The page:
• Hang it on the back of the bathroom door to hold toiletries or make-up…
  • Or in the kitchen to hold your most-used cooking utensils.
  • Make one for a new mum, to hang on the cot end/cot-top-changer for nappies and paraphernalia…
  • Or use a single tea towel, fold up the bottom and weight the top to create a handy remote-control store.
  • Hang one in a wardrobe to keep your flip-flops and ballet-flats in pairs…
  • Or to hold rolled-up belts, socks and ties.
  • Make one for a crafter to hold their haberdashery goods…
  • Or for a knitter, with dedicated pockets to hold needles, yarn and patterns.
  • Use twine in place of cord and make one for a gardener to hang in the shed holding their twine, secateurs, gloves, a trowel and hand-fork, seed packets, a dibber…
  • Or find a tea towel with a herb theme and make double pockets to hold seed packets alongside herb plants – could be hung outside or inside depending on space, for a handy vertical kitchen herb garden!

Let me know how you would use it!

Over the rainbow!

I have wanted these rainbow-coloured storage baskets from Jojo Maman Bebe since the moment I first saw them. They have been on the baby wishlist since before the boys were born, whilst I have waited patiently for them to enter each sale over the last year, only to be disappointed. And still I have refused to spend £45 on toy storage just because, well, it’s pretty!

But then, thanks to my new addiction to pinterest, I stumbled across this completely divine basket tutorial:

And I thought to myself, hang on – perhaps I could make these instead?

My first attempt used too many different weight wools, proved once again that I really struggle to follow patterns, and left me with a floppy, misshapen basket which I was delighted to discover was the perfect fit to line my yarn WIP basket. No more catching on errant wicker = result, albeit not the intended…

My second attempt worked out much better as I worked by feel rather than following the tutorial to the letter, but I was still getting a slight step in my rings. Probably of no concern to anyone but me, and a good way to use up some extra balls of wool I had lying about from a previous project, this basket is now in use storing some of the twins’ cuddly toy collection.

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The handles still didn’t seem secure enough to withstand baby paws, but I had had an idea to fix that. After two practice rounds, I finally felt ready to tackle the rainbow!

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The wool for these cost me £25.06 from local online yarnery The Wool Warehouse, plus they took a couple of evenings to make, BUT I got three of a similar, useful size out of this, rather than three odd sizes that might have proved too big or small for purpose.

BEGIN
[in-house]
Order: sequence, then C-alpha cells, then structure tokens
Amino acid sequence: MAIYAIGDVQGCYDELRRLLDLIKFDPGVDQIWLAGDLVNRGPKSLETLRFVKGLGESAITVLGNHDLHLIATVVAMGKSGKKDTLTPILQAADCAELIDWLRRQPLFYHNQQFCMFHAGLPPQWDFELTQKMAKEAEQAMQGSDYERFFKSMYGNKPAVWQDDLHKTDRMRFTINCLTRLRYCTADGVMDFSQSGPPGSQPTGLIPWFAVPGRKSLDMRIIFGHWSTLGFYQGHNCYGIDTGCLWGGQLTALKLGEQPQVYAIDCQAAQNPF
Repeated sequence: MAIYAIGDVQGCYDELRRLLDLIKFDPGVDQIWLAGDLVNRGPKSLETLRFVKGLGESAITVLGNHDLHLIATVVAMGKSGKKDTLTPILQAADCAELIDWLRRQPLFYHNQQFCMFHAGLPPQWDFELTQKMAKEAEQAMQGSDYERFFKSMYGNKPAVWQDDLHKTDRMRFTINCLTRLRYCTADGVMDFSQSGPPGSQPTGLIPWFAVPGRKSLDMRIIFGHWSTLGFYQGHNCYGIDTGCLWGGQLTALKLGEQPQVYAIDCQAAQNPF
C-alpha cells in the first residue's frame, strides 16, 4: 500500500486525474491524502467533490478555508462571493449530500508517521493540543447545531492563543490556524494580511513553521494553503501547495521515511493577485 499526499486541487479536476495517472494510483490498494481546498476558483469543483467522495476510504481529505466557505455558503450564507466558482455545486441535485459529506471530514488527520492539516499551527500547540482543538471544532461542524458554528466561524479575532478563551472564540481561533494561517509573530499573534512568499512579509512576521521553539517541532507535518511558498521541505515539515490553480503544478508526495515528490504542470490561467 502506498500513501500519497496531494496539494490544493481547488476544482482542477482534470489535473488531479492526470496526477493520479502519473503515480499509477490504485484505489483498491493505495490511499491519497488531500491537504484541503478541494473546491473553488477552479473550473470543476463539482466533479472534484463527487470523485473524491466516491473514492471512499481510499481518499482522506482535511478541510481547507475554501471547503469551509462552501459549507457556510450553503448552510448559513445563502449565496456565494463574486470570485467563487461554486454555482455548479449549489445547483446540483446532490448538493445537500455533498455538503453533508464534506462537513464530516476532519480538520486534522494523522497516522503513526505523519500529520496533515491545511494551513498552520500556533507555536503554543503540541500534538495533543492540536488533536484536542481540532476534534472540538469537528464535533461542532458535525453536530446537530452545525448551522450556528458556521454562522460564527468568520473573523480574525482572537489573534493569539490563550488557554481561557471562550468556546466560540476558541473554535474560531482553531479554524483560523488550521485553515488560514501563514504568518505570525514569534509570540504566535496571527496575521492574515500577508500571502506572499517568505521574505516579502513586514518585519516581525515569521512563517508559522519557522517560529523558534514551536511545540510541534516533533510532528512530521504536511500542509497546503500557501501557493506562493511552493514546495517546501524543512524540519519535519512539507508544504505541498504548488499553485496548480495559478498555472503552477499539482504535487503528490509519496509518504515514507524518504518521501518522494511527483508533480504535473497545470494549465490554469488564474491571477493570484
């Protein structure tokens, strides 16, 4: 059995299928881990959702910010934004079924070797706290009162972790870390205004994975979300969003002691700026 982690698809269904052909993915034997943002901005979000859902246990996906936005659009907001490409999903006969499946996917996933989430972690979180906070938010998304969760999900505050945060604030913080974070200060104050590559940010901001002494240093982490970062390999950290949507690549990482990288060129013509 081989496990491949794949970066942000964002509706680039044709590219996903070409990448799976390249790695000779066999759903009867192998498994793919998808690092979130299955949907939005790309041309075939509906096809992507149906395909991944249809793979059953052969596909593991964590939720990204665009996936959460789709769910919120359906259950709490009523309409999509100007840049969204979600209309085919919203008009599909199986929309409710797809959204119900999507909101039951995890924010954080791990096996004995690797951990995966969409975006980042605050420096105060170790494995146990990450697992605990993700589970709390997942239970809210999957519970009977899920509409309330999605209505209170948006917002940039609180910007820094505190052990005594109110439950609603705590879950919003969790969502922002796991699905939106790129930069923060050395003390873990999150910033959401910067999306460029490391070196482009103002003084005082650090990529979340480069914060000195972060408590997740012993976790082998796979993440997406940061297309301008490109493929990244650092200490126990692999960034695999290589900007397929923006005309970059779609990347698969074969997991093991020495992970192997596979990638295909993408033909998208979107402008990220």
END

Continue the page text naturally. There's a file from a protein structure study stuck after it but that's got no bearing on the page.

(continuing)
CIMG9279I have enough yarn left for at least one more basket, should I need it. I made the lining and handles from my stash – bits left over from the book sling, in fact, with the fab dinosaur pattern. I can’t resist a dinosaur!

I used two strands of Stylecraft Special chunky held together in Lipstick, Camel*, Lemon, Meadow, Aster, Royal and Lavender. I would have like to use Patons Fab Big, as my practice rounds had shown that this created a lovely, firm structure, but they didn’t have the colours I was looking for – in fact, I was surprised how difficult it proved to get hold of brightly coloured  super chunky wools. Most seem to be quite neutral, tweedy colours – perfect for blankets or cowls, but no fun at all for a baby’s room!

CIMG9278I think these would be a great way to turn old t-shirts-turned-yarn into storage for the kids – perhaps a good use for some of those threadbare fitted jersey cot sheets? And plarn versions would be really great for storing outdoor water-play or sand box toys in the shed, or even for sorting the recycling…

Not worth £45, perhaps, but most certainly worth the effort!

*The camel, was actually a bit too beigey for the rainbow, so I swapped in some coral merino dk I had left from a previous project, holding 4 strands instead of 2.

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Slippers for my sweets

Earlier this week I noticed that the boys’ feet were getting rather chilly. A root through the hosiery drawer turned out one pair of slippers, but not a second. After a few minutes trawling through ebay I realised that even to buy a pair second hand, with the extortionate P&P costs involved these days, would cost me around a fiver, which seems daft when I haven’t really a fiver to spare. So I set to work trawling the interwebs for some simple slipper tutorials.